Malaria parasites use camouflage to trick immune defences of pregnant women

Jul 11, 2011

Copenhagen University Hospital and the University of Copenhagen have discovered why malaria parasites are able to hide from the immune defences of expectant mothers, allowing the parasite to attack the placenta. The discovery is an important part of the efforts researchers are making to understand this frequently fatal disease and to develop a vaccine.

Staff member at CMP. Photo: Lars Hviid"We have found one likely explanation for the length of time it takes for the expectant mother's immune defences to discover the infection in the ," says Lea Barfod, MSc, who is working with Professor Lars Hviid at the Centre for Medical Parasitology, University of Copenhagen.

"The are able to assume a camouflage that prevents their recognition by the antibodies which would otherwise combat them. So although the immune system has all the weapons it needs to fight the infection of the placenta, these weapons are ineffectual simply because the enemy is hard to spot. Ironically the camouflage also consists of antibodies, but of a type that does not help to fight infection."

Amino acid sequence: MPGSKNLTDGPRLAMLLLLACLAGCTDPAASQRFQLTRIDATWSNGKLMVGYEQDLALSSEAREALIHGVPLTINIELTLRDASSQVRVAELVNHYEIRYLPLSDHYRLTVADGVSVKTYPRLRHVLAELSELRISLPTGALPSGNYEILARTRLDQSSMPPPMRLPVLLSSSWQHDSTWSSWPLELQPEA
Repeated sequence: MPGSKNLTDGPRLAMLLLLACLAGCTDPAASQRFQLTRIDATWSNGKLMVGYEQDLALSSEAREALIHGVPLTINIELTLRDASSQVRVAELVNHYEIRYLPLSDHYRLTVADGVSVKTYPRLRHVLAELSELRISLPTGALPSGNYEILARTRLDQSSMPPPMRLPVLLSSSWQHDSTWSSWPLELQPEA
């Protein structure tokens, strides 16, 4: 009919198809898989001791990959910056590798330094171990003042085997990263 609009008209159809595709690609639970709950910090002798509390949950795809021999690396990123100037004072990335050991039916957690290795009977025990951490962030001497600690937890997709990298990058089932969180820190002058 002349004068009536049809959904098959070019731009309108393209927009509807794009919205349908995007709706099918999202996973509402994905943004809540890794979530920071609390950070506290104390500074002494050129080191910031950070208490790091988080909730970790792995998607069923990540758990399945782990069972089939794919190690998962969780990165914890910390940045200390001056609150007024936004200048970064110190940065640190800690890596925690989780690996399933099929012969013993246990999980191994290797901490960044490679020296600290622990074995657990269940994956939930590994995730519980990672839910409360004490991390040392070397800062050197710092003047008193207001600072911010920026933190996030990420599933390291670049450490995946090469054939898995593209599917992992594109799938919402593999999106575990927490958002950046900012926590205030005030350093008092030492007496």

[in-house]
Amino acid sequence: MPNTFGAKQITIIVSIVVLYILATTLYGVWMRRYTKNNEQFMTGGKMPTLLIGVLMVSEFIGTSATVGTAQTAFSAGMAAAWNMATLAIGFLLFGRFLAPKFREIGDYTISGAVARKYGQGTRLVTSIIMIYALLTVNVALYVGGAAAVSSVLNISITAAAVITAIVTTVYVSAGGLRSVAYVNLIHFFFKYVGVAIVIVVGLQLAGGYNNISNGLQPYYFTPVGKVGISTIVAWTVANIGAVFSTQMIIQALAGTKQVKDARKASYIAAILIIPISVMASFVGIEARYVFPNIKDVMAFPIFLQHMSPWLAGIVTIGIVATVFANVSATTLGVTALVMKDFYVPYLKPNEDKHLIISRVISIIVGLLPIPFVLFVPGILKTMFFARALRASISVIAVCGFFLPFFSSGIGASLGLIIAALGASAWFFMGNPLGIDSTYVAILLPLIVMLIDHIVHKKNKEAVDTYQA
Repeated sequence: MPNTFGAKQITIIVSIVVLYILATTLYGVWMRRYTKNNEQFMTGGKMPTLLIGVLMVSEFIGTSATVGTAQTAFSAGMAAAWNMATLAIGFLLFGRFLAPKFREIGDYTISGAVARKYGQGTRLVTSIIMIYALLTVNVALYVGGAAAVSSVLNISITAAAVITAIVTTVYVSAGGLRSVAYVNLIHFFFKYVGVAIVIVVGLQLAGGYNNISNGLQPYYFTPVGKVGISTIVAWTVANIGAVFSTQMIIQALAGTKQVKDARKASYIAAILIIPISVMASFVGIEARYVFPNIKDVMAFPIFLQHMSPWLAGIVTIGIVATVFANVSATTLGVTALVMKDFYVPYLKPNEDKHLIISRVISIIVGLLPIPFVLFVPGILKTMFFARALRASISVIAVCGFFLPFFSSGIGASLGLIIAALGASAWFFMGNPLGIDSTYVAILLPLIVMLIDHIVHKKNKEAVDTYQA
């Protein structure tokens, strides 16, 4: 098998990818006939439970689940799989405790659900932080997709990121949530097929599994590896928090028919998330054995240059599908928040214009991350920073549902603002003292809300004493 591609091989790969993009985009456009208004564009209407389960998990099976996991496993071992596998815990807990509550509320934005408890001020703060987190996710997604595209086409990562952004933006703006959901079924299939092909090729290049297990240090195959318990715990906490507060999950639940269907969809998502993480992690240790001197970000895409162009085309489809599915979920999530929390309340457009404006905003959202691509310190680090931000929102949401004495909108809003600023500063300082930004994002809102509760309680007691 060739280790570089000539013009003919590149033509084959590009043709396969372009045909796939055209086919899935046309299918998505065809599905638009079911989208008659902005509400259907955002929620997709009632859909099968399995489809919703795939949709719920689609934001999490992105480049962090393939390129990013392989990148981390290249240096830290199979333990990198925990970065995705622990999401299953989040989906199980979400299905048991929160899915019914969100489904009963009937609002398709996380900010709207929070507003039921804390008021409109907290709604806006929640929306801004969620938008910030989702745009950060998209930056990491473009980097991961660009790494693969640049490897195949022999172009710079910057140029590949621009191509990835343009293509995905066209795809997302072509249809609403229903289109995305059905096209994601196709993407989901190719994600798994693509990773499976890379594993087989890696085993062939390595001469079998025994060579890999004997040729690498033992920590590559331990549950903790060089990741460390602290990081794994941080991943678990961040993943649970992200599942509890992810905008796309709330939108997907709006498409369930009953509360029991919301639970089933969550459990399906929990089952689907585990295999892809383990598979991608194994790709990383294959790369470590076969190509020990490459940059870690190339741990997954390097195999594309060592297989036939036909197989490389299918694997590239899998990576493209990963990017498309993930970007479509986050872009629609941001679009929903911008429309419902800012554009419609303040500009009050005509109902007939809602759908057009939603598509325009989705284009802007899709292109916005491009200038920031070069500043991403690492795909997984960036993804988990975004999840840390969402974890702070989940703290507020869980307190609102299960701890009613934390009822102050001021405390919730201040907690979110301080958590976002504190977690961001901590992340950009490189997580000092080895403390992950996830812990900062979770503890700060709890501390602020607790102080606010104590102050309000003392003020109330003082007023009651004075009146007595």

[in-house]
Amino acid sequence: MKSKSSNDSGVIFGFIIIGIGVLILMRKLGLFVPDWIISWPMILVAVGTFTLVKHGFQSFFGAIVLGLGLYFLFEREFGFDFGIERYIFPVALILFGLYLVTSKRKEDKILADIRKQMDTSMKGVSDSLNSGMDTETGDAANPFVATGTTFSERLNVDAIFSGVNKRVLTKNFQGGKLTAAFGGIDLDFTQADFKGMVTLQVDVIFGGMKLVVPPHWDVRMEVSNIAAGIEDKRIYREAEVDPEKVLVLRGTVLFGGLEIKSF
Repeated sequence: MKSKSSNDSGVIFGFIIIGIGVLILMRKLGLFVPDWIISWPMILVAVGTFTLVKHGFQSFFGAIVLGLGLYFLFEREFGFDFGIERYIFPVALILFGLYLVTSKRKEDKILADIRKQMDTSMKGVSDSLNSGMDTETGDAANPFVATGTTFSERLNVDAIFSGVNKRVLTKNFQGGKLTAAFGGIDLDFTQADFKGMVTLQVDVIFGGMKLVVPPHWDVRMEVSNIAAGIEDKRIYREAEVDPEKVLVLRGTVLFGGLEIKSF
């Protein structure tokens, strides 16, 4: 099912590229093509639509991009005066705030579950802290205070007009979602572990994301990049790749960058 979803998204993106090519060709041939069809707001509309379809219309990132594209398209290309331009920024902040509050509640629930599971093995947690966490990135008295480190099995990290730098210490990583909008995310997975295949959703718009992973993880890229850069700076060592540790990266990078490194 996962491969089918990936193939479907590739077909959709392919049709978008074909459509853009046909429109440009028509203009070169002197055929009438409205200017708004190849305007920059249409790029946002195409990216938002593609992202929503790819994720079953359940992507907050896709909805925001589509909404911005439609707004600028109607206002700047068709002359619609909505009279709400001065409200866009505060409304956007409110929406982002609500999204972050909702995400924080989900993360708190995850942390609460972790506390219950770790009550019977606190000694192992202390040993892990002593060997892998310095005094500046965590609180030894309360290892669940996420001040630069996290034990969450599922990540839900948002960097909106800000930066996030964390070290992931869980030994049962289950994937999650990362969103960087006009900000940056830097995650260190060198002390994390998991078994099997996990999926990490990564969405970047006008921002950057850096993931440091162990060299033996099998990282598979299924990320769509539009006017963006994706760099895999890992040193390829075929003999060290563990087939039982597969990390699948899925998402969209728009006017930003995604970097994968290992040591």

The malaria parasite at war with the immune system

One human being in twelve is infected with malaria. That means 500 million people are carrying the tiny parasite, and it kills a million of them a year. The disease costs so many lives because the parasite constantly outmanoeuvres the . It starts by hiding in the red blood cells. The immune system does not bother with these as the spleen usually filters defective blood cells.

To avoid this filter, the parasite ejects a protein hook which attaches to the inner wall of the blood vessel, and even if the immune system antibodies destroy one such hook, the parasite has more than sixty in its arsenal. One of them has evolved specially to attach to the placenta. While the war is being waged the parasite propagates and infects more and more , which are normally used for transporting and oxygen around the body.

Fighting from house to house